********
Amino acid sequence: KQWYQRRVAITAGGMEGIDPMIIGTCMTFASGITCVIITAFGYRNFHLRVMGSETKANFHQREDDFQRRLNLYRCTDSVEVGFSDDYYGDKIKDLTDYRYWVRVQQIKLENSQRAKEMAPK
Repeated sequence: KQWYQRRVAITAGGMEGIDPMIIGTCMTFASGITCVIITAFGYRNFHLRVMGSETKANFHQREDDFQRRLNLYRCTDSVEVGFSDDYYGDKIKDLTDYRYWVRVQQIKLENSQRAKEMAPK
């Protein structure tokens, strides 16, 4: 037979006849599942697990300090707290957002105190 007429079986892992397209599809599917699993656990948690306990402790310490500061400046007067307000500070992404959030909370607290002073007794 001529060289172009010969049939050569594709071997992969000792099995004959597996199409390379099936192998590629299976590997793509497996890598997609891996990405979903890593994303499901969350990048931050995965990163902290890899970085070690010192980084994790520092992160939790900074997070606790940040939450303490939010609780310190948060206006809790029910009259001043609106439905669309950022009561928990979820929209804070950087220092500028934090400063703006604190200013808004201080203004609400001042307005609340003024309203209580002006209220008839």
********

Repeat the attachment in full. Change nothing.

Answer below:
Amino acid sequence: KQWYQRRVAITAGGMEGIDPMIIGTCMTFASGITCVIITAFGYRNFHLRVMGSETKANFHQREDDFQRRLNLYRCTDSVEVGFSDDYYGDKIKDLTDYRYWVRVQQIKLENSQRAKEMAPK
Repeated sequence: KQWYQRRVAITAGGMEGIDPMIIGTCMTFASGITCVIITAFGYRNFHLRVMGSETKANFHQREDDFQRRLNLYRCTDSVEVGFSDDYYGDKIKDLTDYRYWVRVQQIKLENSQRAKEMAPK
């Protein structure tokens, strides 16, 4: 037979006849599942697990300090707290957002105190 007429079986892992397209599809599917699993656990948690306990402790310490500061400046007067307000500070992404959030909370607290002073007794 001529060289172009010969049939050569594709071997992969000792099995004959597996199409390379099936192998590629299976590997793509497996890598997609891996990405979903890593994303499901969350990048931050995965990163902290890899970085070690010192980084994790520092992160939790900074997070606790940040939450303490939010609780310190948060206006809790029910009259001043609106439905669309950022009561928990979820929209804070950087220092500028934090400063703006604190200013808004201080203004609400001042307005609340003024309203209580002006209220008839």